Tag Archives: East bali

Tenganan Village- East Bali

4 Dec

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As I mentioned in my previous post Brian and I ventured away from the grounds of our hotel, Alila Manggis only once during our five-day stay. It was too damn pretty to leave! Our one big cultural outing was a guided tour through Tenganan Village, an isolated community located in East Bali. At one time it was even referred to as one of the most secluded societies of the archipelago.

The people of Tenganan are called Bali Aga— “the original Balinese”. They are descendants from the pre-Majapahit kingdom of Pegeng. They have strict rules as to who is allowed to live in the village- only those born in the village can stay and become full members of the community. There are also strict rules regarding marriage- anyone who marries outside of the village….must leave the community immediately. Ouch! The Bali Aga also speak a dialect of the Balinese language that is entirely their own, dating back from thousands of years- supposedly it varies from village to village.

Tenganan Village is separated both socially and economically from the rest of Bali, shut off by a solid wall that surrounds the entire village- the wall is meant to keep outsiders away. There are four gates that you can access the village from, one facing north, south, east and west. Due to the inclusive nature of the village I was surprised that they were open to having tourists come in. Our guide explained that due to the entrance fee (two dollars per person) as well as the opportunity to sell their art; beautiful wovens, Ikat textiles & wood carvings, they make an exception. Tourists flock to the area due to the fact that the village still holds to the original Balinese traditions, ceremonies and rules.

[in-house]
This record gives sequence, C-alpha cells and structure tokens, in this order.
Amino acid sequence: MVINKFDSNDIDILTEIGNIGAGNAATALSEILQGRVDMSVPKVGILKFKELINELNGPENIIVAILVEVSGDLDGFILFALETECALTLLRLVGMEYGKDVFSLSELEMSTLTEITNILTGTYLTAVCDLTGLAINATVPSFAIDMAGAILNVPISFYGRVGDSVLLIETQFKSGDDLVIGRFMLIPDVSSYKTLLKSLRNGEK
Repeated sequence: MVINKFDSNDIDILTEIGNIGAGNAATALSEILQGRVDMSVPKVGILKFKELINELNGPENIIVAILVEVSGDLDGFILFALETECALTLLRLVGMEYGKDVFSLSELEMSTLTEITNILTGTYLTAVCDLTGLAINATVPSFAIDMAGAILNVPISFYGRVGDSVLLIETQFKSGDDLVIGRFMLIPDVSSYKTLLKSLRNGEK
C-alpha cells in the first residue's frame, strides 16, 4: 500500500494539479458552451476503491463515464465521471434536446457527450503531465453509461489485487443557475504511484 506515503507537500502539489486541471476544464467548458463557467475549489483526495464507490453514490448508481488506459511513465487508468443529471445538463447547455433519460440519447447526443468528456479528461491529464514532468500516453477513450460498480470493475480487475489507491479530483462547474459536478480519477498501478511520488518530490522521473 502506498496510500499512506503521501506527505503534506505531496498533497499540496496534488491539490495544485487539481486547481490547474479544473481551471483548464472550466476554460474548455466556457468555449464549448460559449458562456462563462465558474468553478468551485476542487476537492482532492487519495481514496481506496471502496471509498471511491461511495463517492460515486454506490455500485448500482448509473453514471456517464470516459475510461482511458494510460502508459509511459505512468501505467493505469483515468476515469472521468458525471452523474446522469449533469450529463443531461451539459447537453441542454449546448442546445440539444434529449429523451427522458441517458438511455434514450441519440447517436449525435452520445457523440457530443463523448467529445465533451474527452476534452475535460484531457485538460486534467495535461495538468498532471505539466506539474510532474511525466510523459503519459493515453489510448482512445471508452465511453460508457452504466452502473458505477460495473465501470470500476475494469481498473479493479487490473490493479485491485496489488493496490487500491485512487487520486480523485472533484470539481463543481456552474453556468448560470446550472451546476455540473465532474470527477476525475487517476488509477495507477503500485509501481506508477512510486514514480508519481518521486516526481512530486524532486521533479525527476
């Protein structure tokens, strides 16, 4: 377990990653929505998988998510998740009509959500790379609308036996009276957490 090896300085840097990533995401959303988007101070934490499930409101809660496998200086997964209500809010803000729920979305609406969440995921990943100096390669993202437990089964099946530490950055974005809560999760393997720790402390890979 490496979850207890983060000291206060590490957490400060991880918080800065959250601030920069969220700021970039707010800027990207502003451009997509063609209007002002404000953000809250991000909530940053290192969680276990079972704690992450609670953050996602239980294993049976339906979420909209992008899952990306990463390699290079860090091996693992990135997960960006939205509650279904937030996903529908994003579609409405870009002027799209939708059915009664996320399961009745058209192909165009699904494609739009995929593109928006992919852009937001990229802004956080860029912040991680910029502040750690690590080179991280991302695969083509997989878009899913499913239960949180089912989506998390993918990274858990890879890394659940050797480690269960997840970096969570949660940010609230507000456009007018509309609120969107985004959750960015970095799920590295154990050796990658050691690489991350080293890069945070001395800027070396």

It’s like walking into another world when you pass through the gates.

Roosters, dogs and even cows roam free in the village, although some of the roosters are also in bamboo-cages, some spray-painted in different colors for cockfights. When I first saw the brightly colored roosters (hot pink!) I was amused….until I learned about the cockfighting. Then I wanted run around and free them all. Our guide explained that cockfighting is over thousand-year-old Balinese tradition in Balinese Hinduism, and part of religious rituals to expel evil spirits. I found learning about the details of cockfights both fascinating and terribly disturbing at the same time.

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The houses of Tenganan are arranged in rows on each side of stone paved avenues. In the central place is the council house where the elders meet. This council house is some seventy feet long, strongly built and very old.

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It was an amazing few hours- there is nothing I love more (other than Brian and Frank) then learning about other cultures.

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All photos by Brian Glodney photography 

east bali

1 Dec